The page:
In fact, the list of games I’ve reviewed in this console generation that haven’t suffered from at least some form of performance issues is significantly smaller than my list of the games that have. From third-party releases like Star Wars: Jedi Survivor to flagship exclusives like Marvel’s Spider-Man 2, dropped frames are a common sight in modern gaming. 

Alan Wake 2 screenshot

(Image credit: Remedy Entertainment)

I believe we’ve reached something of a plateau when it comes to visuals. The likes of Horizon: Forbidden West, Alan Wake 2 and Demon’s Souls are eye-poppingly gorgeous. We don’t really need games that look prettier, but if a PS5 Pro can offer stunning visuals alongside a rock-solid framerate, then it would make a pretty compelling case for itself.  

Will PS5 Pro be pro enough?  

For me, the real question isn’t whether we need a PS5 Pro, but rather whether the PS5 Pro will offer a big enough technical leap to justify its expected high price tag. 

Naturally, that’s a question we cannot definitively answer until the console is actually confirmed (if that does ever happen), but based on the most prominent spec leaks, the early indications are inconclusive. 

According to the latest report, the PS5 Pro will pack the same CPU as the current PS5. However, it will include a “High CPU Frequency Mode” that boosts the clock speed from 3.5GHz to 3.8GHz. That’s a mere 10% increase, which isn’t especially encouraging. 

GTA 6 screenshot

(Image credit: Rockstar Games)

While discussing the possibility of GTA 6 running at 60 fps on PS5 Pro, Digital Foundry’s Richard Leadbetter suggested the hugely-anticipated open-world crime game may be limited to just 30 fps even on the much-rumored more powerful PlayStation console.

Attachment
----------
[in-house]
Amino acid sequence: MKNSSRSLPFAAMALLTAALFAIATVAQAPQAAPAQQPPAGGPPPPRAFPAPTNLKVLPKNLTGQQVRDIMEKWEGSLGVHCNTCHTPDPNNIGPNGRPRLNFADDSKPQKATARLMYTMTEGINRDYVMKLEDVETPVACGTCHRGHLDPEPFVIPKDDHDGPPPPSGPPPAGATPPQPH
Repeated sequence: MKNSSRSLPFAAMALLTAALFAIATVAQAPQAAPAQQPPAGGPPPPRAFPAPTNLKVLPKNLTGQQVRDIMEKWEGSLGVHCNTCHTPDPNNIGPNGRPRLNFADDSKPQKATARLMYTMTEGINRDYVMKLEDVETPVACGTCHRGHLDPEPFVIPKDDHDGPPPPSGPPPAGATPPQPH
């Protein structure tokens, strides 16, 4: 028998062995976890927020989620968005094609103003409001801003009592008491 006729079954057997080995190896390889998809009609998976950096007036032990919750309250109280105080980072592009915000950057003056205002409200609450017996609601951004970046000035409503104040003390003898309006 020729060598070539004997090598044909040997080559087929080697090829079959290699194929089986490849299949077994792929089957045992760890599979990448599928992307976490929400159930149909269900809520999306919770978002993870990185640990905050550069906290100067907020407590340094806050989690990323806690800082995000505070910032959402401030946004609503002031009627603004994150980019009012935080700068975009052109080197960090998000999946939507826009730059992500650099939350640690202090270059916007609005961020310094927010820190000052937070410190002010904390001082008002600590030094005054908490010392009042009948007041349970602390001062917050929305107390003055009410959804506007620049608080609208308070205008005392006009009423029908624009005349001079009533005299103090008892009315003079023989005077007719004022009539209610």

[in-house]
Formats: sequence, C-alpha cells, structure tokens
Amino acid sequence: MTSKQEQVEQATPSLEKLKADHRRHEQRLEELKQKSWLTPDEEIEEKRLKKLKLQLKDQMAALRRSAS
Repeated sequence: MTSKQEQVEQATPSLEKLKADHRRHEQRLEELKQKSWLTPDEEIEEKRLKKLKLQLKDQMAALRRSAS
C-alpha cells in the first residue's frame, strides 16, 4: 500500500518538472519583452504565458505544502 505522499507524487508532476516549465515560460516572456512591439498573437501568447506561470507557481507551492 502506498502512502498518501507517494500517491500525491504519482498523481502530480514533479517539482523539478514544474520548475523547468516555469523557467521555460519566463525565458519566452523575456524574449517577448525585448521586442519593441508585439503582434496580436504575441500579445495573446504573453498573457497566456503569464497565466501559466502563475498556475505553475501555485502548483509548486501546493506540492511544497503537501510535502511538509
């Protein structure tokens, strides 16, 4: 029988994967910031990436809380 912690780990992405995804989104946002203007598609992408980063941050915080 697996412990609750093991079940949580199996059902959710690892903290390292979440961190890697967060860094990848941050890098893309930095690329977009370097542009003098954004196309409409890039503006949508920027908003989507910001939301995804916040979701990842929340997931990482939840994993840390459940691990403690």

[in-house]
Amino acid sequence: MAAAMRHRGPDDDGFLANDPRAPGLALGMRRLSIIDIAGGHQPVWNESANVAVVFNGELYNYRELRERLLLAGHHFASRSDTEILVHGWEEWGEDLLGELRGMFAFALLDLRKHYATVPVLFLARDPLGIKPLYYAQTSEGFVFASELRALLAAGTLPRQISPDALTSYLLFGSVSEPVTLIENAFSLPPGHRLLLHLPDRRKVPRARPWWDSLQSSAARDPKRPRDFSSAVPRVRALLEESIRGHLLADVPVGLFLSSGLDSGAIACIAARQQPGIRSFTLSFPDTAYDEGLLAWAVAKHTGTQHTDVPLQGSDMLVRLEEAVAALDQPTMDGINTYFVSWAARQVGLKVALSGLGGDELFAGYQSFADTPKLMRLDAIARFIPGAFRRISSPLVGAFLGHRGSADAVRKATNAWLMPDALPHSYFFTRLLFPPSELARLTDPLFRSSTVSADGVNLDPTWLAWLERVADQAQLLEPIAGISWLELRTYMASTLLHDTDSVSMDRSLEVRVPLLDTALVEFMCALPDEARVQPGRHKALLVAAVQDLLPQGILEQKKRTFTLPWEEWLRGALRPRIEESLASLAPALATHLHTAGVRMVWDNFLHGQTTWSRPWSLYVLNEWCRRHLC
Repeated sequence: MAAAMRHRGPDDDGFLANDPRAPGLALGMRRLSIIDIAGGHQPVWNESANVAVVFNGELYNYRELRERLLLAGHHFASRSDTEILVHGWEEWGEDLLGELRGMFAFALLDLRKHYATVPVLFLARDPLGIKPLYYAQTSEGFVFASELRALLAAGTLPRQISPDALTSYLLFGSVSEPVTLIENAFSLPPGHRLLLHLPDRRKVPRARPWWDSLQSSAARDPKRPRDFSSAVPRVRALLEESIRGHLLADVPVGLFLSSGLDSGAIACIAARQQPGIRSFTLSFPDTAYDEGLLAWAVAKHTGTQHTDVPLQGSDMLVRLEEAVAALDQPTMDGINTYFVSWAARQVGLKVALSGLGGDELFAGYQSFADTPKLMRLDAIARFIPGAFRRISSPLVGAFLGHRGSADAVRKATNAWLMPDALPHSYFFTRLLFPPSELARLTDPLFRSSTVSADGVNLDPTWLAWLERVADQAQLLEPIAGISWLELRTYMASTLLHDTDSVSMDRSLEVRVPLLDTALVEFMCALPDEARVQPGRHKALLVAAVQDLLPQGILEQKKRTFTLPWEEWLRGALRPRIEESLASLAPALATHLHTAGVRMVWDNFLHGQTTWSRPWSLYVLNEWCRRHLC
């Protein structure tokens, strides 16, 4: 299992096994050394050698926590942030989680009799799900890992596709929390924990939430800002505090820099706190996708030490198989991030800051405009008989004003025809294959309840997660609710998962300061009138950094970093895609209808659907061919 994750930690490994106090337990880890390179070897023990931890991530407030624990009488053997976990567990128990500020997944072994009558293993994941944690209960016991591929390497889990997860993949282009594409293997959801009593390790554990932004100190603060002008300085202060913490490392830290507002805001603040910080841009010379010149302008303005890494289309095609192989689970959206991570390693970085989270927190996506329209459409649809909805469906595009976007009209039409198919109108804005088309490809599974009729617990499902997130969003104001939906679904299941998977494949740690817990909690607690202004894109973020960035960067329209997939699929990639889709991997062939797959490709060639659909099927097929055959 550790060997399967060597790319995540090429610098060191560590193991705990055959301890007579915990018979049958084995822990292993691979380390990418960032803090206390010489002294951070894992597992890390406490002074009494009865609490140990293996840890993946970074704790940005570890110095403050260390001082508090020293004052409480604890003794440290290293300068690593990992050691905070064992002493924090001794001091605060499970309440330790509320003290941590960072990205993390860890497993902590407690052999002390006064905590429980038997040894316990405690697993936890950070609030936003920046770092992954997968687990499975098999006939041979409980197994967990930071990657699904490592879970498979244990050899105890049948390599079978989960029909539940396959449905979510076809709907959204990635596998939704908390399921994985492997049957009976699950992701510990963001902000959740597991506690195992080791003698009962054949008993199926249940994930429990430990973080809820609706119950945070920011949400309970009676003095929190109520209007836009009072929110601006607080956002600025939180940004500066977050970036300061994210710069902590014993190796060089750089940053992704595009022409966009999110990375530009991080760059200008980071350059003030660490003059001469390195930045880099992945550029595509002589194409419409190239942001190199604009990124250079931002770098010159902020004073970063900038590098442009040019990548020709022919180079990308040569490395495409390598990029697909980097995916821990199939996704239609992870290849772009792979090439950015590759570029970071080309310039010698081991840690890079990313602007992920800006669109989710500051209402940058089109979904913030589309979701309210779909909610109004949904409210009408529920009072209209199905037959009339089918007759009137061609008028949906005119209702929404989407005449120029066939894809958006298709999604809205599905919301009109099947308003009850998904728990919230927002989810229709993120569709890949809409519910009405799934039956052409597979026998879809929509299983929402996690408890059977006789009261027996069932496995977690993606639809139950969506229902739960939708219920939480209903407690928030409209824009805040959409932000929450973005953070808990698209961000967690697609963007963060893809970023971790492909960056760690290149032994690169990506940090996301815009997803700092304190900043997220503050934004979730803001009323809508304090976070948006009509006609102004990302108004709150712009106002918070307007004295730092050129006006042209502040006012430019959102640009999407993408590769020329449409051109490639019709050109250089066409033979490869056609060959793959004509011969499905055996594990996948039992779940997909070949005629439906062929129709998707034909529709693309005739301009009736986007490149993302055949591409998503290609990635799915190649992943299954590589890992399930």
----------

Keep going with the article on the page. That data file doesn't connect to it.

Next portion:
“I suggest that [GTA 6 at 60 fps] is not going to happen. An extra 10 percent on clock isn’t really going to do much at all. It will help your, sort of, worst possible frame rates when you’re CPU-limited, but it’s not a game changer. I think that’s pretty clear,” said Leadbetter.  

While the leaked PS5 Pro specs suggest that it will offer 67 teraflops of compute power equating to 33.5 teraflops of “Floating Point” performance in real-world gameplay terms, compared to the PS5’s 10.28 teraflops, it’s also worth noting that comparing teraflops isn’t so simple. Due to changes in AMD’s RNDA architecture (PS5 Pro’s GPU is reportedly built on RDNA 3 architecture vs the PS5’s RDNA 2 GPU), the PS5 may not be a huge jump forward. 

Other rumored specs include audio improvements (as much as a 35% uptick to the console’s Audio Compression Manager), 45% faster rendering speed and a huge boost to ray tracing performance. The PS5 Pro could also have frame-boosting tech called PlayStation Spectral Super Resolution. “PSSR” reportedly operates like DLSS and AMD’s FSR tech, with the bonus that it should support High Dynamic Range (HDR) to produce high-resolution games that sport far more vivid colors than standard SDR.

a concept image of the PS5 Pro by Mark Illing

(Image credit: